I live in a 55 yr old home. Technically we are in the “burbs” but we do have much diversity.

I think maybe step back and re-look at the communities you are interested in. There is a mid-line houses. We have areas to run, small garden, et.

Being exposed to all these “things” does not mean he is going to be more enriched. Your attitude will make him accepting of the unknown and interested in others.

Also, IMO, It will not matter one bit were you live!! He will love it because he has a wonderful caring mother and father. There will always be advantages and disadvantages of any environment.

IMO, again, it is easier to go to the city for its perks than get to the farm for his. I would love a farm not the “burbs”.
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#4 of 24 Old 01-07-2004, 11:03 PM
 
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We live in a big city, currently, and dh and I are always torn over where to move next. Stay in the city, or move to the suburbs. We were both raises in the burbs. Well, for my first 8 years I lived in a more country/rural setting, but from 8 on I was in the suburbs. What bothers us about the suburbs is what you have mentioned: lack of culture, lack of racial diversity, all rich people (in the suburban area we were raised in and would be considering), lack of anything to do! In highschool our big hangout was Denny's. But then, that's a positive on the flip side too. The suburbs feels safer for kids - safer streets, safer population, no big clubs and bars and places for kids to get into trouble. But the city we live in is so fantastic - such great cultural and racial diversity, beautiful geography, great transportaion (you wouldn't need a car as a teenager), etc. I just really feel that being raised in this city would just make ds so much more aware of the real world around him, really open him up to so many more unique and rich experiences, and allow him to meet and befriend such a greater variety of people.

Anyway, I guess I don't have an answer to your question, just wanted to let you know we're in the same dilemma.
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#5 of 24 Old 01-08-2004, 12:40 AM
 
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We faced the same dilemma and we're moving in to the city. We found a lot in a great neighbourhood and we're looking forward to the move. DH and I are going to miss living in the country, but for a whole lot of reasons, the city is a better place for our girls to grow up. Dh and I can move back to the country when the girls go to college (and then we'll move back to the city when we get too old to drive, no doubt!)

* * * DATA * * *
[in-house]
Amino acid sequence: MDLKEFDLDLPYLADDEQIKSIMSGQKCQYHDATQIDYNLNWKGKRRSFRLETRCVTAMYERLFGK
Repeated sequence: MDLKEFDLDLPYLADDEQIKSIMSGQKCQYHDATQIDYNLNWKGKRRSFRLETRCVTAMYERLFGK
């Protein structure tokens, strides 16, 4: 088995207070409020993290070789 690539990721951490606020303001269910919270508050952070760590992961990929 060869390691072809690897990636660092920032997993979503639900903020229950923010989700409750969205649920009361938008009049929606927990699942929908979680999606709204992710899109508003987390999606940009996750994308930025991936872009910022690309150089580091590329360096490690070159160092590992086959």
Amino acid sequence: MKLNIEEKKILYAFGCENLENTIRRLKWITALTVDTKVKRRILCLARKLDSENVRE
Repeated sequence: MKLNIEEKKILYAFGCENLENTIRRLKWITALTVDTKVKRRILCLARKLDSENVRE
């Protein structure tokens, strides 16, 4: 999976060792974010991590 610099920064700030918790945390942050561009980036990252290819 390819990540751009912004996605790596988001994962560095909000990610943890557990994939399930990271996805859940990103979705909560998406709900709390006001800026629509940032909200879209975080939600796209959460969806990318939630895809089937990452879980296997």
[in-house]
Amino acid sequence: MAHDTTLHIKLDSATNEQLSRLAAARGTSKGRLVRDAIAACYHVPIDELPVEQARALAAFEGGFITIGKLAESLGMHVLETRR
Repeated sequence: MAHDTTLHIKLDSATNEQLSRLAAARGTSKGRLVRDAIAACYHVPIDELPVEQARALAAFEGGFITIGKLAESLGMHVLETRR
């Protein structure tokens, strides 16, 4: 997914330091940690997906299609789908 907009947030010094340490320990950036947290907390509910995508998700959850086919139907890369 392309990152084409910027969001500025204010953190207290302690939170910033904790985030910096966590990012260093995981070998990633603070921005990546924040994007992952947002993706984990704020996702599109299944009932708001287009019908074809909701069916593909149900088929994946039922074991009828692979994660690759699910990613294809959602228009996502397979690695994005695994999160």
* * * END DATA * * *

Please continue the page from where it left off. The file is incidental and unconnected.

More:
Nature is not completely out of reach in the city. The house we're moving to is a few blocks from a huge, beautiful park along a river, a few blocks in the other direction from a playground, and we'll have a garden and a back yard. It won't be 4 acres like we have here, but kids look at small things anyway: dandelions and spiders and ants and flowers - all things that you can have in a 35x50-foot yard as easily as you can on a few acres.
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#6 of 24 Old 01-08-2004, 02:37 AM
 
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We live in a city. DH was born in another city, I grew up in suburbia. We're staying here because ... well, we're kind of stuck. DH lived in this apartment a long time, my parents helped us buy it (read: they bought it), and financially we can't get out of it at the moment.

We do live a block from an enormous park, really lovely. There is even a section of the park where if you are laying down on the grass, you can't see *any* tall buildings on the skyline.

We would love to be somewhere with backyards, where our children could actually go barefoot. Where they could play in snow without having to look out for yellow spots (IYKWIM). Where you could actually grow your own food ...

:sigh

At the same time, I grew up due east, a half-hour's drive from this same city ... and north of here, there are rural communities that are probably what suburbs want to be if only they could figure out how. Small towns with lots of space & babbling brooks running through people's plots & still a reasonable drive/commute to the city ...

Which to me would be the best of both worlds.

Just one point: In the OP you mention wanting to live with respect for the earth. Fact is, city living is often more earth-friendly, in that the housing stock is already built, you could use public transportation (in our case it's exclusively pt), and just take up less resources in that way ... but agreed, you're not able to see that so clearly through the smog and concrete ...
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#7 of 24 Old 01-08-2004, 04:16 AM
 
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I'll start by saying I am a city person...for all the reasons you've stated and more. In the suburbs and in towns, I really fight the feeling that my soul is going to die. No exageration.